Detecting and redirecting mobile users: It is important to detect mobile devices requesting the website and redirect them to the correct mobile website. This can be accomplished by detecting the user-agent in the server header sent by the end user’s browser. If the user-agent resembles a mobile phone browser, then the user is redirected to the closest matching page on the mobile website. It is absolutely acceptable to give the user an experience tailored to his device and is not considered cloaking by Google.

Cloaking and Googlebot-Mobile: You will need to make sure that Googlebot-Mobile is redirected to the mobile website, whereas it is not necessary to redirect Googlebot to the desktop version. For instance, Google doesn’t automatically redirect desktop users from their mobile site to their desktop site, instead they include a link on the mobile-version page to the desktop version.

These links are especially helpful when a mobile site doesn’t provide the full functionality of the desktop version — users can easily navigate to the desktop-version if they prefer. This will help your website avoid cloaking issues. More info about this issue can be found here.

search to store image

Mobile sitemaps: It is important to submit a mobile sitemap to Google Webmaster Tools. This will allow Google to index all the URLs in the mobile website properly.

Does the URL matter? Some of you might want to serve content to both mobile and desktop users from the same URL ( whereas others might use a dedicated URL for mobile users ( For Googlebot and Googlebot-Mobile it does not matter what the URL structure is as long as it returns exactly what a user sees. Regardless of URL structure, you must correctly detect the user-agent as given by your users and Googlebot-Mobile and serve both the same content.

Native app or dedicated mobile site? Should your company design a dedicated mobile website or design a native application? Native apps are very popular these days, however I prefer the experience of dedicated website. Previously, apps offered better technology; however HTML5 offers a good alternative these days, and you don’t need to go through the hassle of getting your changes approved in the Android/Apple marketplace each time there is an update on your website.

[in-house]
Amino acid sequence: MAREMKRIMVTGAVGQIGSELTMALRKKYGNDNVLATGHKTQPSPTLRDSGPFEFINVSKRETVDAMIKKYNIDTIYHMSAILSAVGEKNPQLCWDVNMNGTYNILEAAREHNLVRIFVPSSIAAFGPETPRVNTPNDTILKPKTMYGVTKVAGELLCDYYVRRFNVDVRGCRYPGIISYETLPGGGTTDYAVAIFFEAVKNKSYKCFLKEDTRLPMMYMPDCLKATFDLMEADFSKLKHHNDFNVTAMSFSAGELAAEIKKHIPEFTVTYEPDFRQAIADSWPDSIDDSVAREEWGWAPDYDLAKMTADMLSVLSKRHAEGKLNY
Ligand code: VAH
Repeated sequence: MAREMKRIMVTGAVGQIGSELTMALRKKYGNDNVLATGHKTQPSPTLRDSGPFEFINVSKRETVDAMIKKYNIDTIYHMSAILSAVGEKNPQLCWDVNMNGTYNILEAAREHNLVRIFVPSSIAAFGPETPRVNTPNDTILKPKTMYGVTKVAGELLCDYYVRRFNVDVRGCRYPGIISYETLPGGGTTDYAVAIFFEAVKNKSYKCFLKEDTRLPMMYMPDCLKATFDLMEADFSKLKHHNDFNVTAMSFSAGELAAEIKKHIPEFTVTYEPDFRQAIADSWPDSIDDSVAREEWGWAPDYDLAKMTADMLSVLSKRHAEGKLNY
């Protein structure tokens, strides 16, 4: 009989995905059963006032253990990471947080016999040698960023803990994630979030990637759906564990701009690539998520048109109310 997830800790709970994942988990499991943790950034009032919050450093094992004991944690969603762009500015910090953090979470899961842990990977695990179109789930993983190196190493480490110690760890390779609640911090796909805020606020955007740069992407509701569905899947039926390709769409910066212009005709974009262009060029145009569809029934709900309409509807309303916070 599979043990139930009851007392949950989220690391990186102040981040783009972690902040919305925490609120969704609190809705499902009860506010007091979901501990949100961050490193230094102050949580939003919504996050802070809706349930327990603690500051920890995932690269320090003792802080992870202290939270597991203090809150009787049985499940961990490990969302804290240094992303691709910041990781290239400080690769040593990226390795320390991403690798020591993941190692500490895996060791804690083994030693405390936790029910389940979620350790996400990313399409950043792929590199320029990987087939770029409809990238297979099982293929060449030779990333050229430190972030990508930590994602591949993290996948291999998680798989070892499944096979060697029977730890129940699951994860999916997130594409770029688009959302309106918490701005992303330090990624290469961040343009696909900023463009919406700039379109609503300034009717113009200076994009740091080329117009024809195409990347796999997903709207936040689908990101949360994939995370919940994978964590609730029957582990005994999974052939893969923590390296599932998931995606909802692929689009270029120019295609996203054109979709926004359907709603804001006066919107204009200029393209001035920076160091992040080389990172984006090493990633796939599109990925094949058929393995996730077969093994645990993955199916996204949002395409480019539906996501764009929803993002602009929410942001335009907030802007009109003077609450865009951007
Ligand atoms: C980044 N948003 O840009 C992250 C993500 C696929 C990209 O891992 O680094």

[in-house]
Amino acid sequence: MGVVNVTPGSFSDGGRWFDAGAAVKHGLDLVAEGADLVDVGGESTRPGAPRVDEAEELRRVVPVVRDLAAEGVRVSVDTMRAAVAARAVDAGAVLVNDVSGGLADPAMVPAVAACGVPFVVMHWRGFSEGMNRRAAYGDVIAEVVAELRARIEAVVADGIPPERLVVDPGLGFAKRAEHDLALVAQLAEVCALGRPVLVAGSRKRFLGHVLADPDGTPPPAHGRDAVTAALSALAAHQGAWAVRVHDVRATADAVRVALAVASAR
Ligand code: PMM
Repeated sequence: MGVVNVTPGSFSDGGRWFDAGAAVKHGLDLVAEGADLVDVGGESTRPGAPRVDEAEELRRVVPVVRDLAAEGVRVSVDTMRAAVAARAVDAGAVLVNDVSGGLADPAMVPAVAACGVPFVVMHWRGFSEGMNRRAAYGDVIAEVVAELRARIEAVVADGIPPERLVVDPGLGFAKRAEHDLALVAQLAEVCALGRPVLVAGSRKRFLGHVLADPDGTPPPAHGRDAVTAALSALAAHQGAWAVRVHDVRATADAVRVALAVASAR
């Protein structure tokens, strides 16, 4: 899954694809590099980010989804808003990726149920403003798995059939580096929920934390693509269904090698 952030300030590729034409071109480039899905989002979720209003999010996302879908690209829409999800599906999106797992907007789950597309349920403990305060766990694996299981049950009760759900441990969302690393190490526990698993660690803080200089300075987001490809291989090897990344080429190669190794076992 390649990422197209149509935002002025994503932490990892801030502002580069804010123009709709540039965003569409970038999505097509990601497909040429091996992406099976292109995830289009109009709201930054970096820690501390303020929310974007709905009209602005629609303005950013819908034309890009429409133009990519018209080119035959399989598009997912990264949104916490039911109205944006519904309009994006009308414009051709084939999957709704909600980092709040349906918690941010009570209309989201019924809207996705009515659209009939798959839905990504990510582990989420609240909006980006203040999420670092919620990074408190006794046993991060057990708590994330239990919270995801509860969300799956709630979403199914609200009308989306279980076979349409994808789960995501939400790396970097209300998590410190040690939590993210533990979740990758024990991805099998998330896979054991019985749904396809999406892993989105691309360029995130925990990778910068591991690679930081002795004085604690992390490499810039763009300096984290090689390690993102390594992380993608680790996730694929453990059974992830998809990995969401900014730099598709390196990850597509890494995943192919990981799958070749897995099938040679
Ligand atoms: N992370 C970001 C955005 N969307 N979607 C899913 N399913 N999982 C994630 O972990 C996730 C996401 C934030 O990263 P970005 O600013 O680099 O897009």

You will often have to build the app for each platform (iPhone, Android, Blackberry, Windows Phone) from scratch. Therefore the cost of doing this exercise can be prohibitive. You will need to find a developer who specializes in building apps for each of these platforms, and this restricts your reach unless you plan on going the whole hog.

Further you will need to go through an approval process and each time you make a change you will go through the process again. The main advantage of going with a dedicated mobile website is that it is compatible across all platforms and devices. This gives you more reach at a cheaper cost and you can use your developers’ existing skill set to develop the site. The site can be updated in real time.

Mobile site before and after

Compare the above website before mobile design optimization on the left and after mobile design optimization on the right. By not having a dedicated mobile website you are leaving money on the table. So folks, it is time to jump on the mobile Internet bandwagon.

Following is a list of resources that you will find helpful in your journey of mobilizing your website:

Contact Siddharth on LinkedIn or @SiddLal on Twitter.